Notes on “Redoubtable”

Fabrizio del Wrongo writes:

“Redoubtable” is a demystification of Jean-Luc Godard and a dramatization of his turn to radical politics. Director Michel Hazanavicius lacks the ferocity and lightning wit of the artist he’s spoofing, but his somewhat plodding covers of Godard’s greatest hits are better than those of directors who try to “do Godard” by taking him straight. By goofing on Godard he at least does justice to his playful spirit. It helps that Hazanavicius’ preferred mode of stringing together semi-satirical set-pieces isn’t far removed from Godard’s; both men are drawn to pastiche. The movie asks: If cinema is your metaphor for life, what happens when you stop believing in cinema? When asked by the Godard of “Redoubtable,” this question spurs a breakdown. Hazanavicius doesn’t externalize Godard’s crisis; it’s understood by him alone. There’s a suggestion that it’s the result of an inherent idiosyncrasy: that Godard’s stubborn adherence to his peculiar manner of seeing, so evident in his ’60s films, is at the root of his downfall. Stacy Martin looks more like Chantal Goya than Anne Wiazemsky, and she doesn’t get a big moment, but she’s lithe and courageous and seems to understand what Hazanavicius needs (and what Godard needed) in the way of iconography. Her Anne has her own question: When you love a man because he’s a pop idol, what happens when he denounces himself? Can one idolize a fallen idol? “Redoubtable” turns on these questions and on the way in which Hazanavicius equates movies and creativity with concepts like the ego, love, and individuality. Like Godard, he’s in love with metaphors. For every clunky moment, such as the one in which Godard and Anne discuss nude scenes in the nude, there’s an insight that sneaks up on you, and encourages you to see Godard less as a towering intellectual than as an artist bumping up against the limits of his inspiration. I suspect this humanization is what caused movie eunuchs to come out so strongly against the movie. They prefer the Godard to whom they can’t relate. Hazanavicius brings him too close to eye level. There’s no doubt that “Redoubtable” presents a middlebrow Godard. But in the words of a friend of mine, “So what?” The best filmmaking in the movie occurs in the scenes of protest in the Paris streets. These passages have an authenticity, scale, and energy that are rarely seen in modern movies. We’re now at the point in movie history where a good crowd scene seems almost magical.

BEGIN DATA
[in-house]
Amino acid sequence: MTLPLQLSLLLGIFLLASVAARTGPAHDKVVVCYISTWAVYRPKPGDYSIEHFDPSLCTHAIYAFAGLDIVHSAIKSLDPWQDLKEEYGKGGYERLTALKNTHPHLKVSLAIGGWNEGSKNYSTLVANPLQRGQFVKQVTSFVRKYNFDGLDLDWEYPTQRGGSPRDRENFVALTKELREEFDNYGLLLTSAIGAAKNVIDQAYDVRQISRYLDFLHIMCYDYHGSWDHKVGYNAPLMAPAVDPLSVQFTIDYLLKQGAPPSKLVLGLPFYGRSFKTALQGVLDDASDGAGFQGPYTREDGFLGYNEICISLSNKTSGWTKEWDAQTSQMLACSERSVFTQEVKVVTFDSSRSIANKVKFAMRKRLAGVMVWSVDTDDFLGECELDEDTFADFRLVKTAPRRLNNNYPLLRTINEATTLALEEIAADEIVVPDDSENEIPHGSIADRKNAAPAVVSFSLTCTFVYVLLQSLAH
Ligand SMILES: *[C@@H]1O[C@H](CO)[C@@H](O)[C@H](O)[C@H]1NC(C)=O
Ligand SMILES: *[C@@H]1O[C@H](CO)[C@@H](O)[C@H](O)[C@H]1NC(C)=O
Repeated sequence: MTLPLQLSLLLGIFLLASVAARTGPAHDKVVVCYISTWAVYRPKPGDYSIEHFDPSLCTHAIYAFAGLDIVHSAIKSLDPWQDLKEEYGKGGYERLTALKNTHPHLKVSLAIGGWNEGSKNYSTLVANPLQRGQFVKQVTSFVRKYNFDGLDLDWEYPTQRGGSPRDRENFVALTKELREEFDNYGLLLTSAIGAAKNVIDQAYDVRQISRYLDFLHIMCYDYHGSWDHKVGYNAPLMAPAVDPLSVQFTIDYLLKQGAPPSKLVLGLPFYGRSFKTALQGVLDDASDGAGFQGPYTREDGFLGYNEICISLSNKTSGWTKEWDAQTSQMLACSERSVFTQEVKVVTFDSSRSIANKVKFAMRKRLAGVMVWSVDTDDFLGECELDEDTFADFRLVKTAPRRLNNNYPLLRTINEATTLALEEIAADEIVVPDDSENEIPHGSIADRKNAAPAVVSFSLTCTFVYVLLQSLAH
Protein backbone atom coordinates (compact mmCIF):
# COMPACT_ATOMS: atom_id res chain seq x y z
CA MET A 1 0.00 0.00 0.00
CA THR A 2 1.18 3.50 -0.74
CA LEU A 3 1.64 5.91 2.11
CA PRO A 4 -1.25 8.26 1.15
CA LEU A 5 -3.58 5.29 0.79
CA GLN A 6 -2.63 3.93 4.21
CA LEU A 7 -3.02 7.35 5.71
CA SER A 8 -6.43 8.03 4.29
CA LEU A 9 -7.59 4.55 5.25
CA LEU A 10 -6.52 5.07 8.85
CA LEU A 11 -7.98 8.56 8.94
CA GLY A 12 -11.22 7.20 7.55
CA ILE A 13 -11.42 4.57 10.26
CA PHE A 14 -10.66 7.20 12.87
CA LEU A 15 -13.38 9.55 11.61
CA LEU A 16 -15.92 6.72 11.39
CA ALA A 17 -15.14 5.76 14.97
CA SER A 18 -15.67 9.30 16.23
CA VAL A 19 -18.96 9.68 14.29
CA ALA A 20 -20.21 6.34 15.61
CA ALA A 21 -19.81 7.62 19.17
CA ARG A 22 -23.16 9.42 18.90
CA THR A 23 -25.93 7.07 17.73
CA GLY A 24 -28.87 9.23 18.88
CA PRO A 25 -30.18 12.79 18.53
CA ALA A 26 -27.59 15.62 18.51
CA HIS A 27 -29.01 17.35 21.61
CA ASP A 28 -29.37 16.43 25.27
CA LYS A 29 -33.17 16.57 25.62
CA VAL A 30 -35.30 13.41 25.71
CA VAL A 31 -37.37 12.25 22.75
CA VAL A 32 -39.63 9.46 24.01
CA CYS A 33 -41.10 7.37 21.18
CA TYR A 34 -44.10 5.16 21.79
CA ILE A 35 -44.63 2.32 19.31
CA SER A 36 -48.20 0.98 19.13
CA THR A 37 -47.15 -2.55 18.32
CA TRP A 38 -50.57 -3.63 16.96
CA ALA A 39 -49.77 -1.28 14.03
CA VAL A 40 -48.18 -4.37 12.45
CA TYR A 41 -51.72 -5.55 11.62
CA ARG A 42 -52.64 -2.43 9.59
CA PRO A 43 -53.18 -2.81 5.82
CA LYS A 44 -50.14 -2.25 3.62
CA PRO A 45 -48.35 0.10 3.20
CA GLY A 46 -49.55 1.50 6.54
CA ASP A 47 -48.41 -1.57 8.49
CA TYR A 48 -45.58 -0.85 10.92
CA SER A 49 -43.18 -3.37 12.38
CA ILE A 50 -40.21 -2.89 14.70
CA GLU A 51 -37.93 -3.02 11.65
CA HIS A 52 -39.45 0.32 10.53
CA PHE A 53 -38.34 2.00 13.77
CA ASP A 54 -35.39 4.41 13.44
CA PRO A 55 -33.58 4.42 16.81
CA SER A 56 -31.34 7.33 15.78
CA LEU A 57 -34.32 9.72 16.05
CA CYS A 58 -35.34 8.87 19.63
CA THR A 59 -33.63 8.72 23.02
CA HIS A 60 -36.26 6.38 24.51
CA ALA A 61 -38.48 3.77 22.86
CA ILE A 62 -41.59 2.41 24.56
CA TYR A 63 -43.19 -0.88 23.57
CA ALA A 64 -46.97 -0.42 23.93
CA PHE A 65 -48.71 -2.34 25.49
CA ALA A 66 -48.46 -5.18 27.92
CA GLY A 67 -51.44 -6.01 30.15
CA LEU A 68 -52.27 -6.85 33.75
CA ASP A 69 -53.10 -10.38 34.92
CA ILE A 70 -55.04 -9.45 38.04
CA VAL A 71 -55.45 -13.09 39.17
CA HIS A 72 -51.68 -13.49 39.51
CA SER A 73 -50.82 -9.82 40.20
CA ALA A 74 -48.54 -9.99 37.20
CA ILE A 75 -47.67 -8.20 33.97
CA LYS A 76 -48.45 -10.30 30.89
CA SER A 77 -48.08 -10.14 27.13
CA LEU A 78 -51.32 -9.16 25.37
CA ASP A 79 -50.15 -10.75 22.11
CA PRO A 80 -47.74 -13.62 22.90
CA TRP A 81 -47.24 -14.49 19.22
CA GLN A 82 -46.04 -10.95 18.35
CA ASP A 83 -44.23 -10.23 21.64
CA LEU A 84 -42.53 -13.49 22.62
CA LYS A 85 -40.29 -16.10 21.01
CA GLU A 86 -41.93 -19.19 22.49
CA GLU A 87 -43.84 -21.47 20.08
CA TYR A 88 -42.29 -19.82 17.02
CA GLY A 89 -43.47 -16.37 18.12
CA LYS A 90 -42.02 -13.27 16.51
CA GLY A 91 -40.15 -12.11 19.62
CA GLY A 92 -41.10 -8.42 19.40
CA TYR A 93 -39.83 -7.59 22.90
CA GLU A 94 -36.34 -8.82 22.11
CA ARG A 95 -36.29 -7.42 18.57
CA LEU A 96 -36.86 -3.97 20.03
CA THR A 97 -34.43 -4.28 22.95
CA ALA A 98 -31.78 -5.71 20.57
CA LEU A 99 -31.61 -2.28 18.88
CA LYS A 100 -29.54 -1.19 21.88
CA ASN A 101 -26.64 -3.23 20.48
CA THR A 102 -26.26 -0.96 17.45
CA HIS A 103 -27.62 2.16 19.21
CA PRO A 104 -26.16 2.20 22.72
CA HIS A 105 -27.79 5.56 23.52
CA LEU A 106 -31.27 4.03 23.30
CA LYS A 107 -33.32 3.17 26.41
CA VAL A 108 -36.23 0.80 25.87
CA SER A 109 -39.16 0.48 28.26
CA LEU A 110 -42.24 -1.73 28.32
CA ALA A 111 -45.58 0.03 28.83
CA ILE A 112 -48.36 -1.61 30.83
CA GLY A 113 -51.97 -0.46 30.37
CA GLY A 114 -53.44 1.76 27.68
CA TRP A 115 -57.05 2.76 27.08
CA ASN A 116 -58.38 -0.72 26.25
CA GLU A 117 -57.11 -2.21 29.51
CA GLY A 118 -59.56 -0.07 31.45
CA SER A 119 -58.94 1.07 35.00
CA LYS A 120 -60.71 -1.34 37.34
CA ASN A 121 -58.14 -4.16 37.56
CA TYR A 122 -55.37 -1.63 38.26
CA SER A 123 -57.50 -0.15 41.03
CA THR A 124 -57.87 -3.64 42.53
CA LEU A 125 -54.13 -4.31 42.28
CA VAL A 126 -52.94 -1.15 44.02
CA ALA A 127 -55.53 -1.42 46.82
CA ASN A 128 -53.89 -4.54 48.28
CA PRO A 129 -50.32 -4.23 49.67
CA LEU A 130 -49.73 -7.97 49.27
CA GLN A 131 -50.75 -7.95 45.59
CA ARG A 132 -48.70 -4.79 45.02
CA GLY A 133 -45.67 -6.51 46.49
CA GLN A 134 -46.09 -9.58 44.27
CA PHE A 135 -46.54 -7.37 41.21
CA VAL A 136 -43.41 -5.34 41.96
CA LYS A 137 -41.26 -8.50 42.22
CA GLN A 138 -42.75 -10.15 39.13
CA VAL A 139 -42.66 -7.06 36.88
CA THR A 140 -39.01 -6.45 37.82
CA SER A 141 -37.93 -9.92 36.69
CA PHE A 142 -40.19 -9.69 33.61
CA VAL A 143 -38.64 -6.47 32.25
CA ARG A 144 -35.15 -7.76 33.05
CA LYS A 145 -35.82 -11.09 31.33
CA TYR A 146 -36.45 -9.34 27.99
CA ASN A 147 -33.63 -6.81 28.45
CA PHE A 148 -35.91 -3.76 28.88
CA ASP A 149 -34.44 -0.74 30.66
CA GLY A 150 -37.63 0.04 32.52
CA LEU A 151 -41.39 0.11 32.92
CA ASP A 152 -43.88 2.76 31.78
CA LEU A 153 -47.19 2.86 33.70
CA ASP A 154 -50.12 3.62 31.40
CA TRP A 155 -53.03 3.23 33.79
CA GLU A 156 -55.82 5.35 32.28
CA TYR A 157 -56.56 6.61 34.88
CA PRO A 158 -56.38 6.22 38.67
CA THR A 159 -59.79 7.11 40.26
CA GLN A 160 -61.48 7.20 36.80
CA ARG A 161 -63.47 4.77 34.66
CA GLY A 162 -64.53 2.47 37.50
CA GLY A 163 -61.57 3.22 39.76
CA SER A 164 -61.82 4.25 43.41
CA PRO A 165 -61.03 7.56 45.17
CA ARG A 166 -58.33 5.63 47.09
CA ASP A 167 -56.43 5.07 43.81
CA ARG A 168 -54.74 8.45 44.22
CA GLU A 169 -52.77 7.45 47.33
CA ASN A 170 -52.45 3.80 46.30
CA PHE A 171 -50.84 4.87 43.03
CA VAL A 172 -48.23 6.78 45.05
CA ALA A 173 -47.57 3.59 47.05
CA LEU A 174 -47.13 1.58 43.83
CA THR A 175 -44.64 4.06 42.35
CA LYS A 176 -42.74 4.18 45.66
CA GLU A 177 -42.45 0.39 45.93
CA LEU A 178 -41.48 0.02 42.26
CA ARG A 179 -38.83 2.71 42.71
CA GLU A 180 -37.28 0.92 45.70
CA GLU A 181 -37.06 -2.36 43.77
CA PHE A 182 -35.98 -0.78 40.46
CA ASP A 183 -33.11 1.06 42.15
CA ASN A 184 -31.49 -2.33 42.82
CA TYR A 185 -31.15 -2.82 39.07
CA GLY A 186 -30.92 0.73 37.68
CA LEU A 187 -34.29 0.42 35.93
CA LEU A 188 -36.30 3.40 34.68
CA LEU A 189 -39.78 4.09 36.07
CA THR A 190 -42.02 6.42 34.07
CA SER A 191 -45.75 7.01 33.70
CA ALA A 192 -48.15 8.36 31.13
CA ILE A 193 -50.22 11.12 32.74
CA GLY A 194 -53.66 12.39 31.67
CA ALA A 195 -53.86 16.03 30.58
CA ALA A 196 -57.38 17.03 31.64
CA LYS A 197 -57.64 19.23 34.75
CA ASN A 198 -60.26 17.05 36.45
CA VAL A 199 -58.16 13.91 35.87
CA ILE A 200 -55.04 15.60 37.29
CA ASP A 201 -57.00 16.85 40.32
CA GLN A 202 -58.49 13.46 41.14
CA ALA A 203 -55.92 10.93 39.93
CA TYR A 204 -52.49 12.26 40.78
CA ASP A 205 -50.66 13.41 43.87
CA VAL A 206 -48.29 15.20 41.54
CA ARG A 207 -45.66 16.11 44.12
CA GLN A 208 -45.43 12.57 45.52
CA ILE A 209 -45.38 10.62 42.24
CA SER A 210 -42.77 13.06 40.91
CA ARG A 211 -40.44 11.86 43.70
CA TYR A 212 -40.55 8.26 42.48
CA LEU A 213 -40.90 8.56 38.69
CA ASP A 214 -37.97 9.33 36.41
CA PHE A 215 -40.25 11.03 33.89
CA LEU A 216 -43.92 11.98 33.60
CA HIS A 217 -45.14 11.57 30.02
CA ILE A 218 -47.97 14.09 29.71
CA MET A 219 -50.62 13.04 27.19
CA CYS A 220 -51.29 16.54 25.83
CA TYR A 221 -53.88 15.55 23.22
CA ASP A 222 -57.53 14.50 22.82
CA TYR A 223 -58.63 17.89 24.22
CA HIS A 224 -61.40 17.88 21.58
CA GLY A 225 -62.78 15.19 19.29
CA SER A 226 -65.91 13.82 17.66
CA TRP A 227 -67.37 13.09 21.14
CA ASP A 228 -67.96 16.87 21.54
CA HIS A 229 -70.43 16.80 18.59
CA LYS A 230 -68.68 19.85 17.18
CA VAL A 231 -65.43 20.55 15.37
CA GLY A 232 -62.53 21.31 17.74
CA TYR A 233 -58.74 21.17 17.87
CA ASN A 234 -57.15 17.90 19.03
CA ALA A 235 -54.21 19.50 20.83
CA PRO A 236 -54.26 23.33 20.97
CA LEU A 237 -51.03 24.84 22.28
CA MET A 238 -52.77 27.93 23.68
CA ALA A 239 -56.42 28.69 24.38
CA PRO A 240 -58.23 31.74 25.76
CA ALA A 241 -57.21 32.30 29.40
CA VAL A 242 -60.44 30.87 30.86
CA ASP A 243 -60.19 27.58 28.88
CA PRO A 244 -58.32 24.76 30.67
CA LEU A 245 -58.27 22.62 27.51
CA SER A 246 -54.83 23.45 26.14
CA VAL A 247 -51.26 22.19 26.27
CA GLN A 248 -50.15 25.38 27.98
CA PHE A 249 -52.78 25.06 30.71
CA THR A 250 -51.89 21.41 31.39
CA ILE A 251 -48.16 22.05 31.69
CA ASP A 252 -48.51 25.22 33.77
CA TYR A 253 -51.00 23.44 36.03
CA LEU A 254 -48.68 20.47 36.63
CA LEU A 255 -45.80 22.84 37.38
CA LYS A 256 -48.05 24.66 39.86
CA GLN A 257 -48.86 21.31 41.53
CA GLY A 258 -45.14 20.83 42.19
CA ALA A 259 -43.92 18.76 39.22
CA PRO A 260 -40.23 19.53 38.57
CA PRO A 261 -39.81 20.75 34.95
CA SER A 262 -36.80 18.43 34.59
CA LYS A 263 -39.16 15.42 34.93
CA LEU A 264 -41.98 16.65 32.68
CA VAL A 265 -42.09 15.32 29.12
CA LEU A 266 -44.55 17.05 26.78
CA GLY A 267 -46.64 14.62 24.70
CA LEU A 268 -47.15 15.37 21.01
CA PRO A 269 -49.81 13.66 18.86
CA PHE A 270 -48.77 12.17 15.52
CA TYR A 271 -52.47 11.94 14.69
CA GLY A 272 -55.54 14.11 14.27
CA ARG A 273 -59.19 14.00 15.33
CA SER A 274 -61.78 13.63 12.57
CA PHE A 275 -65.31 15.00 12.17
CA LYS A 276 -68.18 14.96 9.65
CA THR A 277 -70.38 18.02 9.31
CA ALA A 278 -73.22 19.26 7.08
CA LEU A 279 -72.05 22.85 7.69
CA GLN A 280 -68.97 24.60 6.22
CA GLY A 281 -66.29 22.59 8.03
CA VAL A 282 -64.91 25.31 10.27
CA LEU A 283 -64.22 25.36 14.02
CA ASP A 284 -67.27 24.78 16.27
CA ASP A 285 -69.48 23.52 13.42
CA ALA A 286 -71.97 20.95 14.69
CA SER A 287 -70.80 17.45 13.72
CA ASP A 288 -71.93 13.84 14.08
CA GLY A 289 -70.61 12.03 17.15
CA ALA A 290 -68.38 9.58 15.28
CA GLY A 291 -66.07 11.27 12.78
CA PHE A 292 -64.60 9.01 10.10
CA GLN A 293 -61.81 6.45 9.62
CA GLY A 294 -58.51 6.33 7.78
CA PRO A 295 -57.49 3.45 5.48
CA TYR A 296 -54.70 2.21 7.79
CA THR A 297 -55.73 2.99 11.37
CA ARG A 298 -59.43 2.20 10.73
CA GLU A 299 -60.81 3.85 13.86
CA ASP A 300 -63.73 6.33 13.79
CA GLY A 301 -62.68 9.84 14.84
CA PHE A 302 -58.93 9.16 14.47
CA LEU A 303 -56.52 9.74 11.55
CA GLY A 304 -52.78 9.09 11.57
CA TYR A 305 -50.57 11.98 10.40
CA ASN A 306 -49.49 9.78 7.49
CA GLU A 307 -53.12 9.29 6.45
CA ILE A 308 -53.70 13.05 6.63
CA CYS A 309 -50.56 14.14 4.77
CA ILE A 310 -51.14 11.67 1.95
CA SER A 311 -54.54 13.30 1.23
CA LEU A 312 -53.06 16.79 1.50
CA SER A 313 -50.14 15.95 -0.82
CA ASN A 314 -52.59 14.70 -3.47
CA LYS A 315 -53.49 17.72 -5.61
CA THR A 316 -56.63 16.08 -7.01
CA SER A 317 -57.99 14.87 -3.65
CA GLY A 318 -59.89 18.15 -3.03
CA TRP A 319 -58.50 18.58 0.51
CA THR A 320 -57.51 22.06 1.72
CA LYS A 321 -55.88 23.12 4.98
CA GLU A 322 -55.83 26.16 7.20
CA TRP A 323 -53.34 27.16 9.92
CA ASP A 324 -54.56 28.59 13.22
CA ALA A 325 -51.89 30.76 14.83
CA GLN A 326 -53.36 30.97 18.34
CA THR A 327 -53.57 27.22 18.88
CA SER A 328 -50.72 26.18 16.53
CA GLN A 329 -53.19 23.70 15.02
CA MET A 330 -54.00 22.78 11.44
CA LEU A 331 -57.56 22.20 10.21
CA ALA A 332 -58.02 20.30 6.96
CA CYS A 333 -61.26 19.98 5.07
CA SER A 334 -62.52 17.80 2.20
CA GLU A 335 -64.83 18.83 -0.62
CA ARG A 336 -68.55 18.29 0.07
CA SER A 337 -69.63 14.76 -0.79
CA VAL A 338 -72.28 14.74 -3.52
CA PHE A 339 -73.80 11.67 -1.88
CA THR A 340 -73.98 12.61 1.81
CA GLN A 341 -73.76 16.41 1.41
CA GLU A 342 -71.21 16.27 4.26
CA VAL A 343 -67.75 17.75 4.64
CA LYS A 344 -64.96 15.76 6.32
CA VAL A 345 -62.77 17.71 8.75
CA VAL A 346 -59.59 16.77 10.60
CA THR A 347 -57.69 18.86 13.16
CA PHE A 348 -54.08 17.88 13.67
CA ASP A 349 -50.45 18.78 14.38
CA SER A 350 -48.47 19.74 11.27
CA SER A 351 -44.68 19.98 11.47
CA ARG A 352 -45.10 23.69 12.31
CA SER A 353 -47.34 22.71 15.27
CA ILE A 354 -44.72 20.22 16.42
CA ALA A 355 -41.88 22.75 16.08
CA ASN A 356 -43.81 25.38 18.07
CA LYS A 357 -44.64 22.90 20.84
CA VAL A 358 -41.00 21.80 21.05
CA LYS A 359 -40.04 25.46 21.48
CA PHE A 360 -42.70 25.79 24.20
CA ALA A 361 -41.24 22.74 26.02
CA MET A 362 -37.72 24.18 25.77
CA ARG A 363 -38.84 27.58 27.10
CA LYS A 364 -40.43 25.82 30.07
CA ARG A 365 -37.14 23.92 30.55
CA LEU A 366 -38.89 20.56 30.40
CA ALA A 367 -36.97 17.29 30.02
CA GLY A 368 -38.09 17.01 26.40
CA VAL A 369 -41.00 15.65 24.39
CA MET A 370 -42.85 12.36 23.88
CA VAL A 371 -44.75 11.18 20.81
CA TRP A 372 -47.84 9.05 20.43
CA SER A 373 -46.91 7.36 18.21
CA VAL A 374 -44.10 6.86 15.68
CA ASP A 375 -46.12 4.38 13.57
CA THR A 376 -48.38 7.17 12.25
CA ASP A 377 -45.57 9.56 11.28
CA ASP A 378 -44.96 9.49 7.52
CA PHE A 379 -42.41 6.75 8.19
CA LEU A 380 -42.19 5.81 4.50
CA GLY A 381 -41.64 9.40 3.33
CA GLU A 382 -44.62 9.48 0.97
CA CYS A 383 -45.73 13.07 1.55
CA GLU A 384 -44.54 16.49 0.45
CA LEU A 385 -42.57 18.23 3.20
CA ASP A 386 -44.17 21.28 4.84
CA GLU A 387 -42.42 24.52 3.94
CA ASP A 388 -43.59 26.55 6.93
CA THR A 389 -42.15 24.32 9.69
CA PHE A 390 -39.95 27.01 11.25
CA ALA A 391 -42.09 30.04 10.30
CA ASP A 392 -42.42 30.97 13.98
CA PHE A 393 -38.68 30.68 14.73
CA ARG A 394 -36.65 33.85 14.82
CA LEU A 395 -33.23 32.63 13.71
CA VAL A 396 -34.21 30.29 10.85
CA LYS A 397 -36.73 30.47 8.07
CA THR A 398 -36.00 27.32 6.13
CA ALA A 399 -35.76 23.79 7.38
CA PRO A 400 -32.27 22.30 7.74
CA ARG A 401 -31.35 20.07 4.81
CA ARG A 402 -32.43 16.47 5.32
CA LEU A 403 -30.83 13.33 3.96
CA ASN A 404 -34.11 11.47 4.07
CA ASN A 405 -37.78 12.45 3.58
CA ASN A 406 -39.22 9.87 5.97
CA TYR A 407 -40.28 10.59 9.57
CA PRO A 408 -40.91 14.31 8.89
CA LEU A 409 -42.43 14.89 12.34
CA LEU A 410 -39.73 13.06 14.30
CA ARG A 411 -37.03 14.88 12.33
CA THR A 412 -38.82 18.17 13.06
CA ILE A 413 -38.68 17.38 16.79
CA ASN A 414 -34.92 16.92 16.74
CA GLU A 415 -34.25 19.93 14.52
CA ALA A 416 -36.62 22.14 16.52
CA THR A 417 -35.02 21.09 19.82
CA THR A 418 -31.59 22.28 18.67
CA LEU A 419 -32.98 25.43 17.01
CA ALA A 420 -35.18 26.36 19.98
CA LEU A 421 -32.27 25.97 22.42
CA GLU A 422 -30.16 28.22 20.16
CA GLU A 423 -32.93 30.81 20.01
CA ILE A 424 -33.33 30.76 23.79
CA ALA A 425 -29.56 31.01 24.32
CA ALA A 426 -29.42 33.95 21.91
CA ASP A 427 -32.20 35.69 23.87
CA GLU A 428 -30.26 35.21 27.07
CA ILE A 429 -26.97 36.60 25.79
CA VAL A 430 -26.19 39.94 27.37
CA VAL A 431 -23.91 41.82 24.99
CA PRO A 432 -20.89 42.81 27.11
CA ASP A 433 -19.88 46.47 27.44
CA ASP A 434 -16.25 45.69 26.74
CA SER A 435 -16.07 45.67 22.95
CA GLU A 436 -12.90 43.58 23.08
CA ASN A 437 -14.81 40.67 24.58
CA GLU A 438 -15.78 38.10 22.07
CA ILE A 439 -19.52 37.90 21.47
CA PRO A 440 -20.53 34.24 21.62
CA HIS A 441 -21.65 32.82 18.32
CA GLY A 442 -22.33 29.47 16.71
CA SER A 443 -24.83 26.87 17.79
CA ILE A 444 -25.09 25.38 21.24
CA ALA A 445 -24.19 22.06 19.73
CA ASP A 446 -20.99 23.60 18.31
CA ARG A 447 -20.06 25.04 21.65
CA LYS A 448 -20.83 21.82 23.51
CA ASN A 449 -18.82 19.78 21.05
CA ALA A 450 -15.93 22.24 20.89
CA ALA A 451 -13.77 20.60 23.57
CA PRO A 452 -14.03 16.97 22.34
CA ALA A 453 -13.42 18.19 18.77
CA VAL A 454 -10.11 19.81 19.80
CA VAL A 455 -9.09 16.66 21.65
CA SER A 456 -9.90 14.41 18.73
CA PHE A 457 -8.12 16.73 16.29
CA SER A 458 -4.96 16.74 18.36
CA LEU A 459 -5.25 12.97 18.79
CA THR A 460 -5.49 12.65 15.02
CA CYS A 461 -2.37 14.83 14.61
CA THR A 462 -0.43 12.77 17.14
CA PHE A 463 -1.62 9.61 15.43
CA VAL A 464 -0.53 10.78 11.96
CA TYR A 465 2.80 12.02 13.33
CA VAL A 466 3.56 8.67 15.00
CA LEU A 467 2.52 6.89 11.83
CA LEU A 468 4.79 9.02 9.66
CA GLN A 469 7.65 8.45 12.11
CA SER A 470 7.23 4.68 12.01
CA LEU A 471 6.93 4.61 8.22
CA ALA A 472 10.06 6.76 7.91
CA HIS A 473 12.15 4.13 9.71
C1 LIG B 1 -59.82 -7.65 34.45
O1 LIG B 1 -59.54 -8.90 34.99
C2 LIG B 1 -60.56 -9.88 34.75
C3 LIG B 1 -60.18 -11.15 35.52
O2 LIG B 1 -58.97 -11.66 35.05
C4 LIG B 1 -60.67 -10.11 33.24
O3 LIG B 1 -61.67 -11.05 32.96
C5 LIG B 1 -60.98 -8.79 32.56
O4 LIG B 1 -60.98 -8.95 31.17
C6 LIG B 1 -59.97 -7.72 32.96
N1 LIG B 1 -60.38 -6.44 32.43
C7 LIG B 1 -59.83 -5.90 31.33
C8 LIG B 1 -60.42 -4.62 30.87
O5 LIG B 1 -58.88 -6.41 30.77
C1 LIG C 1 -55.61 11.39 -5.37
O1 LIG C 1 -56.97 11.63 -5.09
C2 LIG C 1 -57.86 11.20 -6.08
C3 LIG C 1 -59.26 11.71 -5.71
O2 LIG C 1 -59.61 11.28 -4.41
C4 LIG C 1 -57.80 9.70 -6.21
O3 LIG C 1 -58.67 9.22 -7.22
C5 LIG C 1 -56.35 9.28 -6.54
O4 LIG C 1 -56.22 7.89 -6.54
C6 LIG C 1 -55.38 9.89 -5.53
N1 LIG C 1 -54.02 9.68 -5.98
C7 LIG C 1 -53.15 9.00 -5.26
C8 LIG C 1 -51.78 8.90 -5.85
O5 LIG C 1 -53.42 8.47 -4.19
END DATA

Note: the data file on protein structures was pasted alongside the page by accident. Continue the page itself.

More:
About Fabrizio del Wrongo

Recovering liberal arts major. Unrepentant movie nut. Aspiring boozehound.
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